Today we're happy to welcome Michelle Medlock Adams to the Six Pens blog. Michelle is a prolific author, teacher, and popular speaker at schools, writing conferences, etc. Today, we're talking about one of her new books, Dinosaur Devotions.
Dinosaur Devotions is a 160-page book geared toward grades 3-7. Each two-page spread introduces a dinosaur, then ties in characteristics of that animal with a Bible verse, journaling prompt, and "Digging Deeper" thought. The text is written at a level that is easy for kids to understand, with fun, colorful illustrations.
Welcome, Michelle! Tell us a little bit about yourself.
I’m a Hoosier through and through—born and raised in Southern Indiana and a graduate of Indiana University School of Journalism. I began my writing career as a newspaper reporter, served as a stringer for the Associated Press, and eventually moved to Texas to take a feature writing position with a worldwide ministry magazine. That’s where I began writing for children.
One day my boss came into my office and explained that the writer who had been crafting the children’s stories was moving to the Internet department. Then he said, “You have kids, right?” I nodded, “Yes, I have two little girls.” “Good,” he said. “You can write the children’s stories then.” I remember thinking, “Just because I have kids doesn’t mean I can write for them.” But I’m a researcher so I read every book I could find about writing for children, and I joined the local chapter of SCBWI and began learning. I fell in love with writing for children during that season, and it’s been a love affair ever since.
How did Dinosaur Devotions come about?
Well, my youngest daughter, Allyson, wasn’t your typical girly girl, growing up. She loved dinosaurs and lizards. In fact, she had an African Fat-tailed Lizard for almost a decade. His name was Rocky. Anyway, because she loved dinosaurs so much, we checked out lots of dinosaur books from our library. And, I discovered I was also fascinated with dinosaurs. Since we were living in Texas at the time, we were able to see dinosaur footprints and fossils near Glen Rose, Texas. It was very cool.
Fast forward to a couple of years ago…I was writing another devotional book for adults on the theme of nature, and as I wrote about various animals, I started thinking about how fun it would be to write devotionals about dinosaurs. I liked the alliteration of “Dinosaur Devotions,” so I I made that the working title and pitched the idea to an editor friend of mine. She loved it! That was the confirmation I needed to move forward. I truly believe God started me on this Jurassic journey many years ago.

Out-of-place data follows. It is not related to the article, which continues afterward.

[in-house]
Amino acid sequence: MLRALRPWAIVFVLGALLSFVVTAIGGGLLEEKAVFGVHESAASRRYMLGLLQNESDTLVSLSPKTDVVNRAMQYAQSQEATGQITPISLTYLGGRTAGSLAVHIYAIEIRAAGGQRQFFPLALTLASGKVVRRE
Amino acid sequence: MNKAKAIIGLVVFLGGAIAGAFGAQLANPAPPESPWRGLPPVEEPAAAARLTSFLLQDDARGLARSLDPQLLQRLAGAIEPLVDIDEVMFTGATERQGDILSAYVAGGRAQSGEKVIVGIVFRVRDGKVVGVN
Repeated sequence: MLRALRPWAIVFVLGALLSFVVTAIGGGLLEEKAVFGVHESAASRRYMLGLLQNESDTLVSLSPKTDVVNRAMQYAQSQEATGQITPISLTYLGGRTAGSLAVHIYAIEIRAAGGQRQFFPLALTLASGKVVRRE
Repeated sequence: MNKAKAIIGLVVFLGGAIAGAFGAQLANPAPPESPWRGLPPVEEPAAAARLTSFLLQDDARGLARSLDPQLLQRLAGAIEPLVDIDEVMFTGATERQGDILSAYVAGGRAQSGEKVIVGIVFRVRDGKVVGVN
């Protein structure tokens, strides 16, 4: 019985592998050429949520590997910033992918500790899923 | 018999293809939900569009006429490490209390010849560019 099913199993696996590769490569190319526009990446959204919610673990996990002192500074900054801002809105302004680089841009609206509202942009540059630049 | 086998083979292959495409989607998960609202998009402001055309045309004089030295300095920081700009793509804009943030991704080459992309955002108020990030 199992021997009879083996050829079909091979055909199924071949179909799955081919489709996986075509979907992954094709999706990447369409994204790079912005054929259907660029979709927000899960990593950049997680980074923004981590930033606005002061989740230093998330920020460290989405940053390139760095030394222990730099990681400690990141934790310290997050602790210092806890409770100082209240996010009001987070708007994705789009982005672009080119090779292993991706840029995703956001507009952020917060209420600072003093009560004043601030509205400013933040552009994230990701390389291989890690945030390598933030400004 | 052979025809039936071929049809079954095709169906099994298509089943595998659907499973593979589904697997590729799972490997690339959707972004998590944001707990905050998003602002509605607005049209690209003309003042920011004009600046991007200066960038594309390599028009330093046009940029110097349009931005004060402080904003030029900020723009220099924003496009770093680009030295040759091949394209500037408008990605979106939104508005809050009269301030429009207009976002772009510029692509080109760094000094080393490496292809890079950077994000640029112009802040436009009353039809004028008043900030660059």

What's your favorite dinosaur?
I'd have to say the Parasaurolophus. It was quite an odd-looking dinosaur. It had a hollow tube-like crest on its head, and that crest often grew 6 feet long. Here's the coolest thing--it made a musical sound sort of like a trumpet! Some experts say the crest made a low B-flat sound, sort of like you might hear from an elephant, and that’s how it communicated with other dinosaurs. This dino had its own musical instrument attached to his head. I think that's really awesome!
You have written adult and children’s books. Which are harder and why?
Writing for children is much harder but it’s also way more fun. It’s more difficult because you have to say so much in so few words. And you have to write it in such a way that kids won’t be off your lap and down the hall before you’re done with the book.
If you could tell your younger writing self something, what would it be?
Relax and enjoy the journey a little more. When I was younger, I was always looking to the next deadline, the next contract, the next conference. Today, I still plan ahead, but I am enjoying this writing journey a lot more. I feel so blessed to get to do what I do fulltime.
What was the best money you ever spent as a writer?
The money we spent so that I could attend the Write-to-Publish writers conference at Wheaton College in 2000. That conference was life-changing for me. I pitched a book to the late Denny Boultinghouse at Howard Books, and he rejected it within the first minute of our 15-min. appointment. So, to fill the time, I told him about another book idea I’d had while reading a magazine on the plane. “That I like,” he said, and proceeded to help me outline the book. The following year, that book, “Living the Love Chapter” was published and earned me “Writer of the Year.” It was a career-changing moment for me.
What tips do you have for writers wanting to break into the children's devotional market?
First off, study the mechanics of devotions. As you'll see from reading children's devo books, most have sort of a pattern--a scripture; a thought for the day; a journaling exercise; a prayer; and of course, the main story and teaching. And, often devotional books for kids are themed. This goes for adult devotional books, too. I actually teach a course on Serious Writer Academy called, "The Do's and Don’ts of Devotional Writing" that would prove helpful to any writer wanting to learn more about devo writing. As far as finding markets, "The Christian Writers Market Guide 2019" will help you identify magazine and book markets for your children's devotionals.
Thanks again, Michelle!
To learn more about Michelle's books and events, visit her online at any of the following places: